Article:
Field visits

Training program to enhance the transfer of knowledge between researchers, experts and farm advisory agents and professional organisations in the agriculture sector.

The Tunisian team has dedicated strong efforts to explore the NW Tunisian region, aiming at establishing first contacts and gathering relevant information on the agriculture sector and interesting projects.

Since the beginning of the project, INRGREF and AVFA partners organised several visits to the Living Lab area in order to get familiar with the environment. In fact, characterizing the agricultural context, identifying key stakeholders and meeting with representatives of framers, officials and others was crucial. Moreover, these trips help to know more about the main challenges that farmers are facing as well as the administration and the civil society with respect to increased vulnerabilities to climate change impacts.


July 2019 – Survey Analysis

With the aim to gather information on the issue that the Living Lab should address and a diagnosis of the challenges ahead, an interview campaign was developed. Data collection relied on a mixed-method approach, including household surveys, farm visits, semi-structured interviews and an online questionnaire to obtain information on the state of the art of FAS in Tunisia.

Semi-structured questionnaires were used to investigate farmers’ perceived changes in climate variables and to identify current and potential household-level adaptation strategies. Sixty farm households (randomly selected) were interviewed by INGREF and AFVA in July 2019. The selection of farmers was based on the accessibility and knowledge of partners engaged in FAS in Tunisia.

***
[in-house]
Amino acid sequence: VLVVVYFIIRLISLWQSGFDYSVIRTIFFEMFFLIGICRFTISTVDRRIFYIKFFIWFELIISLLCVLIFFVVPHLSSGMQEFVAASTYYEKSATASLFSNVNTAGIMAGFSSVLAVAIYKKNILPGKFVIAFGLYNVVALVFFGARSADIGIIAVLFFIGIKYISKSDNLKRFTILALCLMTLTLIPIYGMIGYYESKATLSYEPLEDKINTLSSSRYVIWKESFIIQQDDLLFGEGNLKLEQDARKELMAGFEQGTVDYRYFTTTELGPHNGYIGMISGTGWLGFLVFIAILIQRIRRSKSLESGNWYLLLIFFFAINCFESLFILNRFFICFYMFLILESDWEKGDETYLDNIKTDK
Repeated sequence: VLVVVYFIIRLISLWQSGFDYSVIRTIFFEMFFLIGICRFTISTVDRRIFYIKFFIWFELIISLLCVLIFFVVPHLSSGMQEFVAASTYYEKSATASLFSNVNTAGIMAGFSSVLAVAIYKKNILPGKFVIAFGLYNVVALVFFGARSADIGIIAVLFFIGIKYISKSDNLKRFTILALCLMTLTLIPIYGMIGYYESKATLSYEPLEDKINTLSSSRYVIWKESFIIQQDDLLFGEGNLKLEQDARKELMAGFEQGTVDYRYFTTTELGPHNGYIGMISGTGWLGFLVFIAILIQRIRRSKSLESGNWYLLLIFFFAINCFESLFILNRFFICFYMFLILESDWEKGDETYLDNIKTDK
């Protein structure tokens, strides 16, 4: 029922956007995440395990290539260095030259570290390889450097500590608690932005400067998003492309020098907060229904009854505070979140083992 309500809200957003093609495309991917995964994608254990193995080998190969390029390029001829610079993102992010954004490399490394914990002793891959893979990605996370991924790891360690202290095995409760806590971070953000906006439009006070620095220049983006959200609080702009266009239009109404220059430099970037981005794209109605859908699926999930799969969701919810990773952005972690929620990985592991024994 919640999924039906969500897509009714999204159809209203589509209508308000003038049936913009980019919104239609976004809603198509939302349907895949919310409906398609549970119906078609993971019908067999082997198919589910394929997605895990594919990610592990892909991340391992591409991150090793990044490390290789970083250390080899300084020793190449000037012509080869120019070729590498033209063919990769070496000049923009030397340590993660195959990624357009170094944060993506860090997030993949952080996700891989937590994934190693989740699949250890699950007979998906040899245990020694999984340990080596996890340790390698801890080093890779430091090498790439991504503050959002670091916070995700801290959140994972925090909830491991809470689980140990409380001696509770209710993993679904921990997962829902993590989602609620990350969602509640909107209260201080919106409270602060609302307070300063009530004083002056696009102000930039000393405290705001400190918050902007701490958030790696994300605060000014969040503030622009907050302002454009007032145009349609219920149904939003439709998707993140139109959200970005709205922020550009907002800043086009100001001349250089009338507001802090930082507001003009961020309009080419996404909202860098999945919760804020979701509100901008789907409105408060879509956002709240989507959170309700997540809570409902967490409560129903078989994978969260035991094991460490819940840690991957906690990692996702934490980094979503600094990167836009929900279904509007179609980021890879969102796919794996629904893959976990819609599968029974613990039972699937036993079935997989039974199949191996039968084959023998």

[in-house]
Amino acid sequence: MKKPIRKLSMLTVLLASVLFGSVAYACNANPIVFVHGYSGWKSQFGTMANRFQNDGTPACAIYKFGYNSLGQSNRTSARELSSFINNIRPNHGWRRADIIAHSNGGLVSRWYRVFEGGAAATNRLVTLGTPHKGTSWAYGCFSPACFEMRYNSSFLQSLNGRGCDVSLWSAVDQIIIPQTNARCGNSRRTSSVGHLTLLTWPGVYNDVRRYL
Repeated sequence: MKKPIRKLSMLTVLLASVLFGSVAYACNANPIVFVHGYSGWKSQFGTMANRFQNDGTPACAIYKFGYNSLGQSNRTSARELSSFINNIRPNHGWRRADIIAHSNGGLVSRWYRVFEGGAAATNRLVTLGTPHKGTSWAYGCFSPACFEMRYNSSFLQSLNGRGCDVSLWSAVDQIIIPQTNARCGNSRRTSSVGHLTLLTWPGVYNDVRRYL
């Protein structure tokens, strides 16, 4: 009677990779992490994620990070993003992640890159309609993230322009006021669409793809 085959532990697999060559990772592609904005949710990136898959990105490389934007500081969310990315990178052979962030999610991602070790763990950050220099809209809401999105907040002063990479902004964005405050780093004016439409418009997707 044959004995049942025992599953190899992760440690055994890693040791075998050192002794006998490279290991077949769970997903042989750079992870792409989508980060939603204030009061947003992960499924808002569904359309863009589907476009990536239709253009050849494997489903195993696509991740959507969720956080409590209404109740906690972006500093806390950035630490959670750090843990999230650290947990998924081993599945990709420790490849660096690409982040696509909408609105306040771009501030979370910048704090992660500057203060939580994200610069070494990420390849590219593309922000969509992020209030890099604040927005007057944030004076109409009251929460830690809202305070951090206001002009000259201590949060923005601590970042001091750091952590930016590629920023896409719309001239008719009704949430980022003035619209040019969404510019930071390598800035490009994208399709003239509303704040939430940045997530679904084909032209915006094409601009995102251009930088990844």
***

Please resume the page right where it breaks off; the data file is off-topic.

The questionnaire includes 5 parts with specific questions to extension agents: Personal information, current conditions for agricultural advisory system in Tunisia, specific questions for extension agents, perceived impact of climate change on the agricultural sector and the role of the advisory system to adapt to the impacts of climate change. The sample included 22 participants from the areas of Béja, Jendouba, Kef and Tunis.

Surveyed farmers reported they adopt a range of practices in response to perceived climate change. The most common responses included changing crop variety, changing planting dates and changing crops. Other responses included planting trees, decreasing the number of livestock, diversifying, changing, or supplementing livestock fodder, changing fertilizer application, as well as soil and water conservation practices. The range of practices reported can be organized into three categories: agricultural water management, adjustments of farm and crop management, and diversification beyond the farm.